THE RELUCTANT POLITICIAN Dr. Galicano C. Apacible
Demosthenes would have been speechless over democracy Pinoy style.
Our founding fathers set the tone. Members of the Malolos Congress (1898) were theoretically from everywhere but it’s strange that Pedro Paterno of Manila represented Ilocos Norte and his brother Maximino, Bongao (that’s in Tawi Tawi). Benito Legarda also of Manila was delegate from Tiagan (wherever that is), Leon Guerrero from Surigao and Makati’s Pio del Pilar, from Negros Occidental. Tiburcio Hilario of Pampanga spoke for Iloilo and Batangueños Sotero Laurel for a place called Tutaan and León Apacible for Lepanto up in the Cordilleras, although that was okay because he was there in exile.
From the Spanish way (no national elections) and the Filipino way, we switched to the American way even before President Emilio Aguinaldo was captured in 1901. Within the decade, political parties had been formed and provinces and cities already had elected leaders.
In Batangas, Partido Nacionalista leaders were unhappy with the then governor and they asked Dr. Galicano C. Apacible to run for the post in the 1908 elections. Though a private citizen, Apacible an active Nacionalista. He had been active in the Propaganda and independence movements and his personal reputation was the highest. Apacible was clearly a “winnable.”
In Spain as a medical student, Apacible was in the front lines of the Propaganda Movement, founder and first President of Barcelona’s La Solidaridad Association that published the fortnightly La Solidaridad. He was also with the exiled Aguinaldo government in Hong Kong, the scrupulously honest custodian of the revolution’s funds intended for the purchase of arms and ammunition. During the Filipino-American War, he served as chairman of the Comité Central Filipino that sought world recognition of Philippine independence.
Apacible nixed the idea of running for governor. He did not wish to abandon his medical practice and wanted to rebuild his personal finances. The reelectionist governor was a friend and besides all that he was a bad public speaker.
However, Apacible could not refuse some 40 senior Batangas political and economic leaders who reasoned with him and promised to do all the necessary spending and speaking. As planned, Apacible spent nothing and hardly spoke during the campaign. Without mass or social media then, campaigning meant rallies in town after town. Apacible seldom gave a speech; his companions did the orating. Much to his surprise, Apacible won and, true to form, gave of his best as governor.
The Second Philippine Assembly elections came up and Apacible was persuaded to run as assemblyman. He spent the ridiculous amount of ₱220 and beat his opponent by 490 votes. He ran for reelection in the Third Assembly and was again reelected, still with friends doing the speaking and spending. Apacible was in the legislature from 1910 to 1916, posting a distinguished record and serving among others as committee chairman of appropriations and of public Works, and as majority floor leader.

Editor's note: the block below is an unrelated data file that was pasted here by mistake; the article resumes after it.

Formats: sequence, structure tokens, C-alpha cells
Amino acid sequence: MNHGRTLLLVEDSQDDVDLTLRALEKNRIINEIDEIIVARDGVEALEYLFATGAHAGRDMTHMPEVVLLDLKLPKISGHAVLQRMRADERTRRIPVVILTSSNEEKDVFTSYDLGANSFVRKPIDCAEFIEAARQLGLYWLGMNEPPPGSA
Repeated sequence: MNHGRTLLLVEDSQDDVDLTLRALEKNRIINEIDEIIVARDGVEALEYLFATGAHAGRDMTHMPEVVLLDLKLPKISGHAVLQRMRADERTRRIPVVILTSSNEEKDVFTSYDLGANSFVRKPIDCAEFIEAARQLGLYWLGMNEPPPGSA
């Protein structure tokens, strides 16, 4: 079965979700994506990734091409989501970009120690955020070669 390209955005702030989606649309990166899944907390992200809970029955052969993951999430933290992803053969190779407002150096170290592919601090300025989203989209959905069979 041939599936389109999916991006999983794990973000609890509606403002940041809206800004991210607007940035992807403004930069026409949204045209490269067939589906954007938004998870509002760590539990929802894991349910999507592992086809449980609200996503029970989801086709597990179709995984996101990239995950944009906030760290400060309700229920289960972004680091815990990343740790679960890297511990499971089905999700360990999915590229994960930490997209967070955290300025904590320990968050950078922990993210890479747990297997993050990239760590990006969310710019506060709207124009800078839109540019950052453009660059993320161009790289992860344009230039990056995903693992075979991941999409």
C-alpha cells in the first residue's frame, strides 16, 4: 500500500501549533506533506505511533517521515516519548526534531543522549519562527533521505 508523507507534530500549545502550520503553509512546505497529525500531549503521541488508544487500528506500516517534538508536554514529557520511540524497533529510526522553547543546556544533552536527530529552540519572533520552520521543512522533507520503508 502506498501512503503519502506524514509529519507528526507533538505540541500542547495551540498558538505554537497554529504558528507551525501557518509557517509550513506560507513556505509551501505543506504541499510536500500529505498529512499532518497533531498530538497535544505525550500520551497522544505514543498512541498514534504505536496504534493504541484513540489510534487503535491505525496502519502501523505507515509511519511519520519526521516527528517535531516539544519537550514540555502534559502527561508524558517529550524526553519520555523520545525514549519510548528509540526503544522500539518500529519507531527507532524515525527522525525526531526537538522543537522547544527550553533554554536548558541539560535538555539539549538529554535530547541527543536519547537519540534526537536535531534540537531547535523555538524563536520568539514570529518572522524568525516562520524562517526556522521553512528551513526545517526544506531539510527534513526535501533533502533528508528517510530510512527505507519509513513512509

Four friends offered to finance Apacible’s candidacy for a hotly contested third term, raising among themselves ₱40,000, not a small sum in those days. He turned them down politely, saying, “The idea of being a slave or instrument of four financial magnates, supporters of my election, frightened me. Under those conditions I would lose my independence and freedom of action.” For the same reason and to the same friends, he refused the post of resident commissioner at Washington, D.C.
He begged off from Governor-General Francis Burton Harrison’s offer of secretary of the interior but agreed to be secretary of agriculture and natural resources, a post that as always he served with distinction. Apacible retired in 1921 with cash in bank of ₱12,000, his savings after 14 years of high government service.
We’ve had many elections in the century since Apacible last ran for office. Some are stuck in memory: the catchy tune Mambo Mambo Magsaysay and Quirino’s ₱5,000 bed; Imelda and Danding splitting the vote; Roco’s sickness, FPJ’s loss, and Gloria’s phone tap (“Hello Garci!”); Marcos goaded into a snap election; Cory’s takeover, death and PNoy’s candidacy; Grace Poe’s citizenship and the last election where I couldn’t vote because my name had disappeared.
And now we are about to choose from among the incumbent vice president, a former provincial governor and senator, a champion boxer, a city mayor, and a police chief. That’s as of now. There could be other aspirants—movie stars, comedians, whatever, in their place by May next year.
America may not have succeeded in teaching us Abraham Lincoln’s definition, “Democracy is a rule of the people, for the people, and by the people” but our homegrown version is certainly more interesting.
(more on Dr. Galicano C. Apacible next week)
Note: This article is based on Encarnacion Alzona, Galicano Apacible: Profile of a Filipino Patriot (Manila: National Historical Institute, 1971).
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